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February 22, 1947 |
|Occupation||Author, poet, songwriter, journalist, and playwright|
|Children||Aviv Geffen, Shira Geffen, and Natasha Geffen|
|Relatives||nephew of Moshe Dayan|
In 1967, his mother overdosed on her medication and died. Geffen considers it to have been suicide.
After his discharge from the IDF in 1969 and moving to Tel Aviv, he took up poetry.
In 1972, while Geffen was studying in London, his sister Nurit committed suicide, causing him to return to Tel Aviv.
During this period he began writing a column for the weekend supplement of Ma'ariv, and he joined the entertainment troupe "Lul" with Uri Zohar, Arik Einstein, and Shalom Hanoch. The latter introduced Geffen to his future wife, Nurit Makober.
Geffen was often criticized for his strong left-wing leanings, which bordered on provocation, and even received death threats. He was one of a group of journalists (including Uri Dan, Yeshayahu Ben Porat, Eitan Haber, Hezi Carmel, Eli Landau, and Eli Tavor) who in 1973 published the book The Failure, the first book to document the Yom Kippur War. It criticized the performance of the government and military and also contained first-hand descriptions of battles, casualties, injuries, and the losses and failures of military hardware. The book aroused considerable public interest.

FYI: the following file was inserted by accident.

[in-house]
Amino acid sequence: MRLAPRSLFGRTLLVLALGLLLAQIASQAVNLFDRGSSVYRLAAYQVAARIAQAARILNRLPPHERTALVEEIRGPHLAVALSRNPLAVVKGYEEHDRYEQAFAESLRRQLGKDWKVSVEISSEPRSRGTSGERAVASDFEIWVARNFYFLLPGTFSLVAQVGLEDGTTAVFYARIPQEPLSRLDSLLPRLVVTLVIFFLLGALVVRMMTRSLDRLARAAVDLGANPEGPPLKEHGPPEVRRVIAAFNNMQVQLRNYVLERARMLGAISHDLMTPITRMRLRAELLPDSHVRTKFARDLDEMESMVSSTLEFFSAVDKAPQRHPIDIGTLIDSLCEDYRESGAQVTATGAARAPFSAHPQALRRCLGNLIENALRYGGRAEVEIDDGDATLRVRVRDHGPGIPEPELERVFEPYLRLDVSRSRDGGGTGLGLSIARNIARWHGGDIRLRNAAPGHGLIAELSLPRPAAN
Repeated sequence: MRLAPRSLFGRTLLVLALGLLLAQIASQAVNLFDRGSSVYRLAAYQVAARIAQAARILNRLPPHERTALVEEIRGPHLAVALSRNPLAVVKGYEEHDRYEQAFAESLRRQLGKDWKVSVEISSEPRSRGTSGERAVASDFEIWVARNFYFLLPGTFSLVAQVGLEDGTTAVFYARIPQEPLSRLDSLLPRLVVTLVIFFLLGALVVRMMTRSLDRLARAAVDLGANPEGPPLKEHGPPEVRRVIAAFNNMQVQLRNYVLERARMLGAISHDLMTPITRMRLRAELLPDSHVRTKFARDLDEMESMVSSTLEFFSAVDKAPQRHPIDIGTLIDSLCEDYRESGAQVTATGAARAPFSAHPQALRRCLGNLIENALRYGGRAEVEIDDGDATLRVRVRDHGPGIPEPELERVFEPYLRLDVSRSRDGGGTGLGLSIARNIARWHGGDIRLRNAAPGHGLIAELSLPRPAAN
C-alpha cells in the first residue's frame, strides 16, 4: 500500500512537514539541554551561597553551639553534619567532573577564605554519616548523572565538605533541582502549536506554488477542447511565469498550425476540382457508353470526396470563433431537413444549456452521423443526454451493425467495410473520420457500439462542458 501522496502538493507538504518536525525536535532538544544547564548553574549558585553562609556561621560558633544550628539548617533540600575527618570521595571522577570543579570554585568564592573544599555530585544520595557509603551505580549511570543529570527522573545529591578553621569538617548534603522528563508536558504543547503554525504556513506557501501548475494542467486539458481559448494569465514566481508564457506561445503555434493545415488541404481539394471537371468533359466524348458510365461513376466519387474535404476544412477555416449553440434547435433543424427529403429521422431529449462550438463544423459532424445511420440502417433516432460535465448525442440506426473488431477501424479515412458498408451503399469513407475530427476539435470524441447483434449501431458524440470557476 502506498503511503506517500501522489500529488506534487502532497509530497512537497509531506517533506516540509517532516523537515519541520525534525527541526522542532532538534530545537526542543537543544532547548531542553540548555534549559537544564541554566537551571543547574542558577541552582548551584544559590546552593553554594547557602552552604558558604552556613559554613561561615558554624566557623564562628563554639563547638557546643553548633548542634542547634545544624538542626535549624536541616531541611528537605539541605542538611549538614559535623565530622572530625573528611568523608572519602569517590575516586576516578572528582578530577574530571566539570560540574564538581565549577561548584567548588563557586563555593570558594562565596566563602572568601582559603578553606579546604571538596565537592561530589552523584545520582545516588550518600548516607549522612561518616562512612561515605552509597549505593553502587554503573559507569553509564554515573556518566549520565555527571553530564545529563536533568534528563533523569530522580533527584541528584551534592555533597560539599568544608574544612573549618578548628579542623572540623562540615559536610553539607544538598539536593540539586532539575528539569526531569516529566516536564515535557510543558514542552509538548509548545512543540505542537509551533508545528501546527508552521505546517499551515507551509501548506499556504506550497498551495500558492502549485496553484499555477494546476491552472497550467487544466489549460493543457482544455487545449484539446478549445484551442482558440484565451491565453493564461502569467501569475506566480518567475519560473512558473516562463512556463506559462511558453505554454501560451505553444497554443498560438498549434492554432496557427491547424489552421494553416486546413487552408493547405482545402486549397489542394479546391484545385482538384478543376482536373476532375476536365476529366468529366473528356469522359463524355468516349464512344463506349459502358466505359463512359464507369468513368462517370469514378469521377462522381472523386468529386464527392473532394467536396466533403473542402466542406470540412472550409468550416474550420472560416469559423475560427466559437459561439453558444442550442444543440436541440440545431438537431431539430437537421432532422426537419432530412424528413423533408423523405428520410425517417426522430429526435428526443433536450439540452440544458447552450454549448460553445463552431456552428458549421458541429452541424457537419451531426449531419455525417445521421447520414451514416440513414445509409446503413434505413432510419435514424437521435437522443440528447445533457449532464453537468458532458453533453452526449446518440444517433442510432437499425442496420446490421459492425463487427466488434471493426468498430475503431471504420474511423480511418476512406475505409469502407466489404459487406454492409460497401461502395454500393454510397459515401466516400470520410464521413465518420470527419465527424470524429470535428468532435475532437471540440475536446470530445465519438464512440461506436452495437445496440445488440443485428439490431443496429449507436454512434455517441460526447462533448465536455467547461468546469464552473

Much of Geffen's success came from his works for children, like the song "HaYalda Hachi Yafa BaGan" ["The Prettiest Girl in Kindergarten"] and the book "HaKeves HaShisha Asar" [The 16th Sheep], but he has also written many popular songs, poems, plays, and stories for adults. He frequently collaborated with David Broza, rendering Spanish songs into Hebrew.
- Moore, Deborah Dash; Gertz, Nurith (2012). The Posen Library of Jewish Culture and Civilization, Volume 10: 1973-2005. Yale University Press. p. 375. ISBN 9780300135534. Retrieved 9 September 2016.